What to Do If Your Child Catches Impetigo

Elizabethsalleebauer / Getty Images

Elizabethsalleebauer / Getty Images

Winter air can be brutal on skin especially the face and hands. Kids are particularly vulnerable since they don’t tend to remember to slather on lotion or use chap stick repeatedly throughout their days. Recently, my youngest son who struggles with sensitive skin that is prone to dryness developed a terrible infection that at first looked like acne but turned out to be impetigo.

Impetigo is a skin infection caused by staph infection. As our pediatrician explained, the bacteria responsible for this nasty condition lives on everyone’s skin. It’s just kind of there all the time, hanging out and waiting for an opportunity to bloom and cause problems. But only once the skin breaks open like when your lips get dry and cracked does the infection really have the chance to do its thing. Your skin is like a bouncer to an awesome club and impetigo is waiting in line to get in.


Impetigo looks like blisters filled with thick, oozing yellow puss. These blisters will dry out and turn to crusty sores. You may notice them anywhere on your child’s body but they typically appear on the face around mouth and nose, likely because those are the areas where dryness can be the most persistent.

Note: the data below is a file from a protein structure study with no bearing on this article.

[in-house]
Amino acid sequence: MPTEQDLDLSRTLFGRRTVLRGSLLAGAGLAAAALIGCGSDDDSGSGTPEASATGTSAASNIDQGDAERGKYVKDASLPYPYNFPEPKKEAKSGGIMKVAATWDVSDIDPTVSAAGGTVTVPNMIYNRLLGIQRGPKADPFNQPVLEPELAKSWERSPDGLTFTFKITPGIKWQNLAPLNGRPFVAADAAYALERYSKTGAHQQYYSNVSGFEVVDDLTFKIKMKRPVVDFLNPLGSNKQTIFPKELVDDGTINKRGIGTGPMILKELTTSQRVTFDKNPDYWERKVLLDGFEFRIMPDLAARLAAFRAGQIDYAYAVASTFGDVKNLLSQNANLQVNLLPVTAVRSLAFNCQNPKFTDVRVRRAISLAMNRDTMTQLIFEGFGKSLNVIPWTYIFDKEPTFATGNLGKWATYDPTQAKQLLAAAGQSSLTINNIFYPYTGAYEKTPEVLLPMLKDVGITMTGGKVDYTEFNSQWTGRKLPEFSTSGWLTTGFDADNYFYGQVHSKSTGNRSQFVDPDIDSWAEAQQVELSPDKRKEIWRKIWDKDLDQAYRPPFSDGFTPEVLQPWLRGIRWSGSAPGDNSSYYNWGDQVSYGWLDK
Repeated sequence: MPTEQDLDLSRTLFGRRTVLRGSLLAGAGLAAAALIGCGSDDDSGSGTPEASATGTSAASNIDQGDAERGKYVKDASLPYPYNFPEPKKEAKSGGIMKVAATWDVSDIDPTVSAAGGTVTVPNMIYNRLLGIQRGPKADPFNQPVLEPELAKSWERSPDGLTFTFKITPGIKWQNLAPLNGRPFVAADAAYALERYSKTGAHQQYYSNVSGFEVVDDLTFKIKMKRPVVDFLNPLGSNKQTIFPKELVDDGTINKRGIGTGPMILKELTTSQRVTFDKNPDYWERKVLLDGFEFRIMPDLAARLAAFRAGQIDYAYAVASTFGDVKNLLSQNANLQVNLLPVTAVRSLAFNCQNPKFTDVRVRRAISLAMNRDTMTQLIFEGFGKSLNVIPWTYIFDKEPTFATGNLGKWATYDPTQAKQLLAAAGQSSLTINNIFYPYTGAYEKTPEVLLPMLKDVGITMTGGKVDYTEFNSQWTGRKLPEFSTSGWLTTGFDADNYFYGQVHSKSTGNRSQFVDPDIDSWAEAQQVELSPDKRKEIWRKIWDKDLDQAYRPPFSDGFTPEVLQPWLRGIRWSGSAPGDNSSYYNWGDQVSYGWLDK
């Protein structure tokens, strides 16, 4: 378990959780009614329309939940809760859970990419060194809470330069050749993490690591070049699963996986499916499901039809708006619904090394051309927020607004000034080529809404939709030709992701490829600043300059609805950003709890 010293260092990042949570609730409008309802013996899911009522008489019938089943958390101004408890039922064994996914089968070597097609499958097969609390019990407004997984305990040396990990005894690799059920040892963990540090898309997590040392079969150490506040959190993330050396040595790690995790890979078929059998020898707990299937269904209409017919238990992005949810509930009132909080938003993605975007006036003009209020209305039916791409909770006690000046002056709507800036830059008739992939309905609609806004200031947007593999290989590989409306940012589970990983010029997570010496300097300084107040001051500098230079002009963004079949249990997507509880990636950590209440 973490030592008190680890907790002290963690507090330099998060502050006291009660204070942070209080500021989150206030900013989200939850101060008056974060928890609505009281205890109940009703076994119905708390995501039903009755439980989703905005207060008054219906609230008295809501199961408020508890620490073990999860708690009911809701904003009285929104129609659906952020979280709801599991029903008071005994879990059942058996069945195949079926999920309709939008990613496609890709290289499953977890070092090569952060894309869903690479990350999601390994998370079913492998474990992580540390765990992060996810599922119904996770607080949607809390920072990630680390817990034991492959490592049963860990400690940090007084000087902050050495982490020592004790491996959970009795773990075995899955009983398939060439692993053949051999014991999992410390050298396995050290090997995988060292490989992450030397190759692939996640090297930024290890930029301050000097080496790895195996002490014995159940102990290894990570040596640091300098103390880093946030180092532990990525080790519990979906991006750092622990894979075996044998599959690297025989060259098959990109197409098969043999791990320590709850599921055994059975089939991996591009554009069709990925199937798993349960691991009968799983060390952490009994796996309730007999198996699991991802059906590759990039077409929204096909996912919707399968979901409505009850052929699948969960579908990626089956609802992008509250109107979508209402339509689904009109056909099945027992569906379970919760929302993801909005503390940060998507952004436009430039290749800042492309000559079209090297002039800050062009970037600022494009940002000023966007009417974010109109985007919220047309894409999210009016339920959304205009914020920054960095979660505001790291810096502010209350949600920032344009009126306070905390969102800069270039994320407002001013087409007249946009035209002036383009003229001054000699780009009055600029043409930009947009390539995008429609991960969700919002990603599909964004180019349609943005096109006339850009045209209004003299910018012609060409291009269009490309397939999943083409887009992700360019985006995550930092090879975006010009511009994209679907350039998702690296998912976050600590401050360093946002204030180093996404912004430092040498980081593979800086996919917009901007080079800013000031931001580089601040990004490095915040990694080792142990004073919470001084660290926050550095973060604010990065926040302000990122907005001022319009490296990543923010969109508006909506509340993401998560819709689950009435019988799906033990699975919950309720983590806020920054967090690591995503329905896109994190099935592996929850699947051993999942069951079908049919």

What Is That Red Rash On My Child’s Skin?

Parents should know that impetigo is highly contagious and anyone can catch it. Furthermore, if your child who has impetigo scratches a sore then touches another part of her or his body, that bacteria can spread and cause more sores. Not fun. This is why good hand washing habits are an absolute must. Teach your child to use soap and warm water and to wash for the duration as singing the alphabet.

To treat impetigo, see your family doctor who will confirm the infection and prescribe an ointment that you apply directly to the sores for a period of time, generally a week or so depending on your child’s situation.

To prevent impetigo, keep kids skin clean and dry. But not too dry! Use lotions and chap stick and try to encourage a healthy habit of drinking water throughout the day, which has oodles of benefits not the least of which includes healthy skin.

Is It the Flu, or Something Else?

When my son was diagnosed with impetigo, I had never heard of it and didn’t realize that he had been highly contagious for at least a full day – and at school surrounded by other kids and teachers – before he received his first ointment treatment. I alerted the staff and school nurse and they quickly went into action to disinfect my kid’s classroom. Luckily, no one else caught it and his case healed up quickly.

Lastly, as parents, we get a ton of flack about our choices from what our kid’s wear to how they behave in public. Having a child with impetigo visible on his or her face can make a mom feel like a failure. But here’s the thing, impetigo, as annoying and unpleasant as it may be, is incredibly common. So, fear not, moms and dads, you got this.